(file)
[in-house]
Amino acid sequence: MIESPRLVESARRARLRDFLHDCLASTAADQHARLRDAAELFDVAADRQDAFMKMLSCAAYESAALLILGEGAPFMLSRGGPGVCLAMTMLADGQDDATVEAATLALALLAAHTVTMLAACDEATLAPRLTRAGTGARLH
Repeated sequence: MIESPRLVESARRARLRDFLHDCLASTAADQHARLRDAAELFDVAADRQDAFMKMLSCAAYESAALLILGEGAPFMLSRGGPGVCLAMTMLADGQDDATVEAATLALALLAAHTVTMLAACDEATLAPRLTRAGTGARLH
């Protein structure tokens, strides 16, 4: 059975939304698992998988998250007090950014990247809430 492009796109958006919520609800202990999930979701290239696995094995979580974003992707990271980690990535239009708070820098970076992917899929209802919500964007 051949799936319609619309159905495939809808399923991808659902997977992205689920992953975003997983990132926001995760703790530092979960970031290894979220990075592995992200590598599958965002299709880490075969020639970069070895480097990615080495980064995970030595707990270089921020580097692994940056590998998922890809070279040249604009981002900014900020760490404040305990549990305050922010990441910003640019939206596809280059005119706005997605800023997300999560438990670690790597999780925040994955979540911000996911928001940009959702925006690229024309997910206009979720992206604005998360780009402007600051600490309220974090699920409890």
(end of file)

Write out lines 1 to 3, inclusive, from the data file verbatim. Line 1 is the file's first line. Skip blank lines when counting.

[in-house]
Amino acid sequence: MIESPRLVESARRARLRDFLHDCLASTAADQHARLRDAAELFDVAADRQDAFMKMLSCAAYESAALLILGEGAPFMLSRGGPGVCLAMTMLADGQDDATVEAATLALALLAAHTVTMLAACDEATLAPRLTRAGTGARLH
Repeated sequence: MIESPRLVESARRARLRDFLHDCLASTAADQHARLRDAAELFDVAADRQDAFMKMLSCAAYESAALLILGEGAPFMLSRGGPGVCLAMTMLADGQDDATVEAATLALALLAAHTVTMLAACDEATLAPRLTRAGTGARLH